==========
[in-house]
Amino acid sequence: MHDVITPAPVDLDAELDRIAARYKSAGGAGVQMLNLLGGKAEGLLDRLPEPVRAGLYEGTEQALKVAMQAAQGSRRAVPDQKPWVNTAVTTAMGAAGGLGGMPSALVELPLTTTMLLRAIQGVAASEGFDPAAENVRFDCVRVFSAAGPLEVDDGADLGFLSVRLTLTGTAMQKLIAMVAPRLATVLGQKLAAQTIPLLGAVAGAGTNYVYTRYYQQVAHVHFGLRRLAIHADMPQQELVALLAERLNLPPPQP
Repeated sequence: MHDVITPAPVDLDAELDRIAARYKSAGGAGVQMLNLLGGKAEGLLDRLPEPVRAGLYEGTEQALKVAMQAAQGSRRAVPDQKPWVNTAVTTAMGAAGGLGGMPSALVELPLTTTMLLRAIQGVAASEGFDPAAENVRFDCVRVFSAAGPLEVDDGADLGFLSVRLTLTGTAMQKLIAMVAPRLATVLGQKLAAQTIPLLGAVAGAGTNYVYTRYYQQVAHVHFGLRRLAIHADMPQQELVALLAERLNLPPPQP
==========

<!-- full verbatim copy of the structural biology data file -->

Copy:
[in-house]
Amino acid sequence: MHDVITPAPVDLDAELDRIAARYKSAGGAGVQMLNLLGGKAEGLLDRLPEPVRAGLYEGTEQALKVAMQAAQGSRRAVPDQKPWVNTAVTTAMGAAGGLGGMPSALVELPLTTTMLLRAIQGVAASEGFDPAAENVRFDCVRVFSAAGPLEVDDGADLGFLSVRLTLTGTAMQKLIAMVAPRLATVLGQKLAAQTIPLLGAVAGAGTNYVYTRYYQQVAHVHFGLRRLAIHADMPQQELVALLAERLNLPPPQP
Repeated sequence: MHDVITPAPVDLDAELDRIAARYKSAGGAGVQMLNLLGGKAEGLLDRLPEPVRAGLYEGTEQALKVAMQAAQGSRRAVPDQKPWVNTAVTTAMGAAGGLGGMPSALVELPLTTTMLLRAIQGVAASEGFDPAAENVRFDCVRVFSAAGPLEVDDGADLGFLSVRLTLTGTAMQKLIAMVAPRLATVLGQKLAAQTIPLLGAVAGAGTNYVYTRYYQQVAHVHFGLRRLAIHADMPQQELVALLAERLNLPPPQP